Compared to a lot of other languages around, they really aren't. They are, however, very different from more commonly studied languages, like Germanic and Romantic languages, and that presents challenges for many learners.
Some main ways that Celtic languages seem difficult for learners, in my many years of experience with Celtic languages:
-- Celtic languages are VSO (verb-subject-object) languages. Many of world's most studied languages, like English, Mandarin, French, Spanish and Japanese, are either SVO or SOV. Surprisingly, VSO word order is not that hard once you get the hang of it, but a lot of people are scared by it because it's different.
-- They contain phonemes not found in many other languages, and in some cases, Celtic language have more phonemes to learn than the learner's native language. Learners often find these unfamiliar sounds difficult to master. This is one of the more genuinely difficult aspects of learning a Celtic language.
-- Orthography for the Celtic languages is very unique. Since Celtic languages have their own sounds, they need their own orthography that reflects that. And none of the 6 modern Celtic languages use the same orthography. The closest are Irish and Scottish Gaelic, which are both based in the same older orthography for Old and Middle Irish, but today are distinct from each other.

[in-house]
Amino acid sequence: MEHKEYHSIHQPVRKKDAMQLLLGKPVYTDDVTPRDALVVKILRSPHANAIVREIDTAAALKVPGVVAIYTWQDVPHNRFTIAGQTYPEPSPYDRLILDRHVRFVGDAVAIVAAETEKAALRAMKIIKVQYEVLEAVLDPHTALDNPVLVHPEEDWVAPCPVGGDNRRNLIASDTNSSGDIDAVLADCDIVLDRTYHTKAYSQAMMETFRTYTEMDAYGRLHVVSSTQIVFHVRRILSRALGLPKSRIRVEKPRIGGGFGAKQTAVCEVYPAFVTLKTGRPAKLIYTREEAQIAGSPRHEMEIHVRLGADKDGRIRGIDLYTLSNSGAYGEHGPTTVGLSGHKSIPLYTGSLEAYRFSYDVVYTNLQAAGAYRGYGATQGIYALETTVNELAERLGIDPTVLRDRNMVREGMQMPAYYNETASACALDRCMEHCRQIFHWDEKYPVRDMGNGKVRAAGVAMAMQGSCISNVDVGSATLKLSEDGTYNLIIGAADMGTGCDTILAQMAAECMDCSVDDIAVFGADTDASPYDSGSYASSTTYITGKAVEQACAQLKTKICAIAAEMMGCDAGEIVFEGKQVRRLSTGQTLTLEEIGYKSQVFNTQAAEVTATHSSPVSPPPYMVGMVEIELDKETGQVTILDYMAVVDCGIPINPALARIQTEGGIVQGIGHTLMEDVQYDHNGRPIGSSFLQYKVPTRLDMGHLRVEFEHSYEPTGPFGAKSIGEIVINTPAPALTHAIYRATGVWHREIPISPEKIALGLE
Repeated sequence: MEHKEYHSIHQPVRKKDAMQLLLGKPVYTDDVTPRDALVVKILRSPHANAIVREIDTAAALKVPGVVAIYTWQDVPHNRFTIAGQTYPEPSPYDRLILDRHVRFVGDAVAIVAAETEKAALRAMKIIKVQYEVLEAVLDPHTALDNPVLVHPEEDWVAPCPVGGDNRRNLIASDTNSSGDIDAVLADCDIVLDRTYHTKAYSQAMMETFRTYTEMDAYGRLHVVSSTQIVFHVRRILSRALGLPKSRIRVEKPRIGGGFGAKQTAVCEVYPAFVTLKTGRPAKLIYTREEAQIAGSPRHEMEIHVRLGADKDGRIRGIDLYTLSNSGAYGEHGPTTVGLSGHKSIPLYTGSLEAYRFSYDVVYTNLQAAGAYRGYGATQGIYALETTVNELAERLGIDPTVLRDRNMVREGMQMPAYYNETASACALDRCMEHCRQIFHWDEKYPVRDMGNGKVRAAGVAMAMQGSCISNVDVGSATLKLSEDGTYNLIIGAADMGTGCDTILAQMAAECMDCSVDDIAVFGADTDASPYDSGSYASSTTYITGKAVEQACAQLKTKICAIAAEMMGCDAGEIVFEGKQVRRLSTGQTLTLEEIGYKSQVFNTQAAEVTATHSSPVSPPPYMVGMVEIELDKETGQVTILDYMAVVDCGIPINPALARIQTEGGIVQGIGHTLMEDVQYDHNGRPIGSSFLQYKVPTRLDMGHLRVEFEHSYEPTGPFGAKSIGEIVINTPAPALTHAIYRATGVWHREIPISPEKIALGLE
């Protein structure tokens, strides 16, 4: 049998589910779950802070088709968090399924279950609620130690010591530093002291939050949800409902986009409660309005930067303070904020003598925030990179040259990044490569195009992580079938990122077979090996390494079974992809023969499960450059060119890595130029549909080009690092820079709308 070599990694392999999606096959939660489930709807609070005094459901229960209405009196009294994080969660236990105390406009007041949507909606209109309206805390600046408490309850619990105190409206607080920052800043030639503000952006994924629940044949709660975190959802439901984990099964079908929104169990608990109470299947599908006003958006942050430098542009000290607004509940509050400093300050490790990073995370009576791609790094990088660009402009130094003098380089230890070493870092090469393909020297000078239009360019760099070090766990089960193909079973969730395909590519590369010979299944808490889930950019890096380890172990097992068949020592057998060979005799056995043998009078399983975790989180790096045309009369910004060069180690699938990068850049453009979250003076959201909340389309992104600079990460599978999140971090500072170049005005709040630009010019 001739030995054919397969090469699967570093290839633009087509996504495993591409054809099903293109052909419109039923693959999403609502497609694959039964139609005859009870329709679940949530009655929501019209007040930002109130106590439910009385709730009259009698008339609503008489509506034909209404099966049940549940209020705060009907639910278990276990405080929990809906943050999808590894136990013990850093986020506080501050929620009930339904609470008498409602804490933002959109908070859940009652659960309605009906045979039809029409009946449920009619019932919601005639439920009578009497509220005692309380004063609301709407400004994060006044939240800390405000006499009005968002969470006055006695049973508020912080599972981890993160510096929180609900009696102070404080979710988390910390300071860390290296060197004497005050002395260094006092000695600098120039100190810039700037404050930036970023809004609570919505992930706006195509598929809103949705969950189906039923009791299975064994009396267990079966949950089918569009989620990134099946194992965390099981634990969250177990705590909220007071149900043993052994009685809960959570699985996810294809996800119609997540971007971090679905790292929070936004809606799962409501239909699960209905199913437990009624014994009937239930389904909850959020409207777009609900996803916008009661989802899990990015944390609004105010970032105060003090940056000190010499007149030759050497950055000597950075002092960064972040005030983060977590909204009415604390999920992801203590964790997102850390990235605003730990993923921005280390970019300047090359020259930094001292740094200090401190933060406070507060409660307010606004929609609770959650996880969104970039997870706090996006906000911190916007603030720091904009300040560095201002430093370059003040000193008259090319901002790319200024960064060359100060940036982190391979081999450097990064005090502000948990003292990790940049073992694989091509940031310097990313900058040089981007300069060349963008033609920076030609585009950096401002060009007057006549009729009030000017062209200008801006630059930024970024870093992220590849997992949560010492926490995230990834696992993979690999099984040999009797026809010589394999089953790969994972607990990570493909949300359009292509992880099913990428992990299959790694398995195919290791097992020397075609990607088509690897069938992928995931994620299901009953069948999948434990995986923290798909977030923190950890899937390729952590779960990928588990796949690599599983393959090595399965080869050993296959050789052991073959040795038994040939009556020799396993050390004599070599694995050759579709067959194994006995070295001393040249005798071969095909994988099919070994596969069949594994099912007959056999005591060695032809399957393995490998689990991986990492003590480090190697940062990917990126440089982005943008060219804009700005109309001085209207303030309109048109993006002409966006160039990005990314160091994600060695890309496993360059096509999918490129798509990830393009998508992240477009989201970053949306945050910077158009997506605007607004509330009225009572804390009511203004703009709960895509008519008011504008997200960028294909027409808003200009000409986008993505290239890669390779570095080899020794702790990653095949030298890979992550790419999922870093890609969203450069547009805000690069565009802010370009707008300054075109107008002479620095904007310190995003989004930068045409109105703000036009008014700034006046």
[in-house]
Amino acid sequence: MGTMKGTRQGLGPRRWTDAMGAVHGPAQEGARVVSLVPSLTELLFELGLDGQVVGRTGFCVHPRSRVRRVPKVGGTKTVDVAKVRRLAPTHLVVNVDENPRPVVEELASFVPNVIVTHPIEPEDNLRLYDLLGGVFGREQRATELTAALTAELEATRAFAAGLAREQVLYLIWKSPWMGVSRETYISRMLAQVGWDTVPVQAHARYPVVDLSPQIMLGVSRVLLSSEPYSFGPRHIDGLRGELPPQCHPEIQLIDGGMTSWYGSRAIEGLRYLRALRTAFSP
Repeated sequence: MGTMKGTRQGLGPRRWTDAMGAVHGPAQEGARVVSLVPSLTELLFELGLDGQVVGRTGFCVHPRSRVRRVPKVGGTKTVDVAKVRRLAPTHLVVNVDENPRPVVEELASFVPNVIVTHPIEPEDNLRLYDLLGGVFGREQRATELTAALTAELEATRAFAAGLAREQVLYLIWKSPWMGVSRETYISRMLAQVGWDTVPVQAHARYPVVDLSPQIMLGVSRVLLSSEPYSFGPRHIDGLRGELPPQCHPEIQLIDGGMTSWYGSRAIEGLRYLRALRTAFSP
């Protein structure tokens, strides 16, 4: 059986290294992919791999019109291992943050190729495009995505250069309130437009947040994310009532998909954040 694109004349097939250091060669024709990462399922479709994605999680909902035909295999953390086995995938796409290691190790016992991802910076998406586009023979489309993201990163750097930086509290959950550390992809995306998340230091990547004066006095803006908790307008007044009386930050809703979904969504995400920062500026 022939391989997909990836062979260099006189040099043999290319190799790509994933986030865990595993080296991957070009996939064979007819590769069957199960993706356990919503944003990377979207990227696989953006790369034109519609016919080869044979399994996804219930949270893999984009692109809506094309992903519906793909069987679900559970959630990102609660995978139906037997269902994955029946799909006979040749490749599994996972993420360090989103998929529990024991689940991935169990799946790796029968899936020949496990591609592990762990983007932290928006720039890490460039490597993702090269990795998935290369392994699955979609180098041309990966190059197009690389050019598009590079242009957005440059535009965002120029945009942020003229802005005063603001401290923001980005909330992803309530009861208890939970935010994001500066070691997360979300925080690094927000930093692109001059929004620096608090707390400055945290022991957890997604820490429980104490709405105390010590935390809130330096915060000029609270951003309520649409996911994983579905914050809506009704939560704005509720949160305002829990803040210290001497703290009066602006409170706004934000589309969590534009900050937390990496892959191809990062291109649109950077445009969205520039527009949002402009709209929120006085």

-- There are grammatical concepts that are pretty much unique to the Celtic language. For example, they don't have an infinitive form of the verb. Instead they use the verbal noun, or verb-noun, which can function similarly to an infinitive in Romantic languages, but are not limited to that. As the name suggests, they can be used as a verb or noun, depending on the context, and the way they are used is a very new way of thinking in a language from what most learners already know.
-- Variations among dialects and between colloquial and more formal usage can be very confusing and frustrating for learners to navigate. This is not unique to the Celtic languages, as most language learners encounter this in nearly any language they might study. But within the small world of the Celtic languages, this can get pretty complicated and daunting. And as is the case with nearly any minority language in the world, things get political very quickly. This is why I tend to avoid Irish, why Breton can get so very, very aggravating for me and why I came close to giving up Scottish Gaelic more times than I can recall. You won't be able to avoid politics with any language, naturally, but with minority languages, the room is already small to begin with, so when someone shows up with really big opinions about what they think is correct and proper and right, it can feel a bit...suffocating. And if you're a learner just trying to get a handle of the basics, that can be really off-putting.